The guy from across the room  looks up from is iPad momentarily and makes eye contact with me. I know what he’s thinking. I know because he does a double take when he notices my wrinkle-free face and full of head of hair. His eyes look alarmed and curious for just one moment and then he quickly returns to his distraction so that I can't read his thoughts. I catch him looking at me again as I write and I know he is completely confused. He is trying to make sense of why I’m there. Waiting on an older relative? Selling pharmaceuticals? Did I get lost on the way to the OBGYN? He pretends to scan the room but spends too much time sizing me up. I smile at him and keep writing. 

I know that his thoughts and assumptions won’t matter two hours from now when I finally have my echo results or when I go home tonight and have to pop 5 more pills just to prevent the side effects of the 8 I took this morning.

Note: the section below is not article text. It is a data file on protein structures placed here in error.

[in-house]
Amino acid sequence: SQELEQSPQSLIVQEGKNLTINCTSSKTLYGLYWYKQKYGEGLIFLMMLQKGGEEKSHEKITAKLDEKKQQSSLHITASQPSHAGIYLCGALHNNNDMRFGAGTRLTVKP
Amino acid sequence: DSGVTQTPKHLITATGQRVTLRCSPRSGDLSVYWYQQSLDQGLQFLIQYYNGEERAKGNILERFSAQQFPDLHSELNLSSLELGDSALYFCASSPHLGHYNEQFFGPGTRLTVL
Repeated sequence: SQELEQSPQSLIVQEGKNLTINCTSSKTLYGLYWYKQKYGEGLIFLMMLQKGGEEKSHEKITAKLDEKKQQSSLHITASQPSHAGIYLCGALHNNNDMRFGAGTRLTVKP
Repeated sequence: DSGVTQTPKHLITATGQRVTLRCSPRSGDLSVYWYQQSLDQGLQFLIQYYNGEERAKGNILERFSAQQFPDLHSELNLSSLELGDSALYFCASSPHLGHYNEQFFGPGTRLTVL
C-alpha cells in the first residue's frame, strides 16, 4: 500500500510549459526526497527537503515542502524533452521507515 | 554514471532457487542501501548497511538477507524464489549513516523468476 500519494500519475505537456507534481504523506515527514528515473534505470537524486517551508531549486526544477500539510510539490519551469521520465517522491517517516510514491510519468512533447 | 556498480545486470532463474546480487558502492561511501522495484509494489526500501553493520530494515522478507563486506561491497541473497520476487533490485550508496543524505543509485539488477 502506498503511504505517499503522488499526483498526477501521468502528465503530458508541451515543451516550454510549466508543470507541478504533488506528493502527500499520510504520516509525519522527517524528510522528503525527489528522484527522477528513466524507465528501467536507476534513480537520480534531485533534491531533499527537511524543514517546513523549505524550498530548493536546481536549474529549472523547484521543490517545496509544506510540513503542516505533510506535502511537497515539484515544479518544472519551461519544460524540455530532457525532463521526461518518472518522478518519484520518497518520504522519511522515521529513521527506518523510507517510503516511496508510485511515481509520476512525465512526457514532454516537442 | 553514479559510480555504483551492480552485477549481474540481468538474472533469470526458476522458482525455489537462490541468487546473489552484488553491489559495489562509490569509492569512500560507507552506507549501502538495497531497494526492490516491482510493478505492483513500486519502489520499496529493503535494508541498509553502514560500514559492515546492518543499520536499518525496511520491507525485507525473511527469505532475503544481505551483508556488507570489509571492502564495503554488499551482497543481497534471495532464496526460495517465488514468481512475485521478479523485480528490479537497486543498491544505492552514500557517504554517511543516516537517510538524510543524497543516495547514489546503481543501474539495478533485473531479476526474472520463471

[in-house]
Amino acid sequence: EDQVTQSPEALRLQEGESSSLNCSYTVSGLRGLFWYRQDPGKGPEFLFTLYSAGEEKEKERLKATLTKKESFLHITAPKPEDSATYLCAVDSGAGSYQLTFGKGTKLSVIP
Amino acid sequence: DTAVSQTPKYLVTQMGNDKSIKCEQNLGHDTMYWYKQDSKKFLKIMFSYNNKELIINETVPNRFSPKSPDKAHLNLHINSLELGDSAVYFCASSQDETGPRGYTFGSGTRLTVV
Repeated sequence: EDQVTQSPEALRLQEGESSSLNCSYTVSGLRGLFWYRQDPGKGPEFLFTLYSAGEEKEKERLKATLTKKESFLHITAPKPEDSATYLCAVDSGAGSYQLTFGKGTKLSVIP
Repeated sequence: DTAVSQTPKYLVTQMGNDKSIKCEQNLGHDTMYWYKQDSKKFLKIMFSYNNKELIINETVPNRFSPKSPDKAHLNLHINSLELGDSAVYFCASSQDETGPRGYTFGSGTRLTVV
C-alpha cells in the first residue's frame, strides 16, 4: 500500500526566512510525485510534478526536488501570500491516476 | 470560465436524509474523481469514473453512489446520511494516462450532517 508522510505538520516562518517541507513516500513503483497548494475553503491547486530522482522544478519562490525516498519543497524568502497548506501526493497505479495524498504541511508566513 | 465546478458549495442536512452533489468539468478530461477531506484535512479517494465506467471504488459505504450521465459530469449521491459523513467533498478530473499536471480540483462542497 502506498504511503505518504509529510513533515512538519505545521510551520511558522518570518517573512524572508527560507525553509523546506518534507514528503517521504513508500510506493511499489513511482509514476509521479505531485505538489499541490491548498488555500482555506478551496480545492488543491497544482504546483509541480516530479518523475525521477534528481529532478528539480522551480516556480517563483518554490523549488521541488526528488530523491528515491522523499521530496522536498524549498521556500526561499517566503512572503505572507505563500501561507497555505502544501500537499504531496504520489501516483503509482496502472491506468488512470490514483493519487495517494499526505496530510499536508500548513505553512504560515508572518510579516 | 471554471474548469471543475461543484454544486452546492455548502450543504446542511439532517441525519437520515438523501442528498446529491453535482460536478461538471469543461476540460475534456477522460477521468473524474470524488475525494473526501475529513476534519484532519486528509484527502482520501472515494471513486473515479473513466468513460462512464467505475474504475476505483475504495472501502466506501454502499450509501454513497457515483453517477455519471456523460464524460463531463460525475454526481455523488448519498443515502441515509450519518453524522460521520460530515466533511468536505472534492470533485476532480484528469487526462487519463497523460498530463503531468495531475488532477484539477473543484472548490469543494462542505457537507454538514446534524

What matters now is that THIS, this waiting room, these looks, the pills, the pain, the endless doctor’s visits, blood work and cancer causing procedures are MY normal. And I know that even though I shouldn’t be sitting here for another 3 decades that I am. I know Bill Cosby isn’t going to walk through the door of the waiting room and cure me with a bowl of Jell-O and a laugh. And all of that precious knowledge is what makes the fake flowers and the gaudy green lounge chairs seem all the more ominous. Ominous because my sitting here is not a choice, it is a necessity that is now my norm.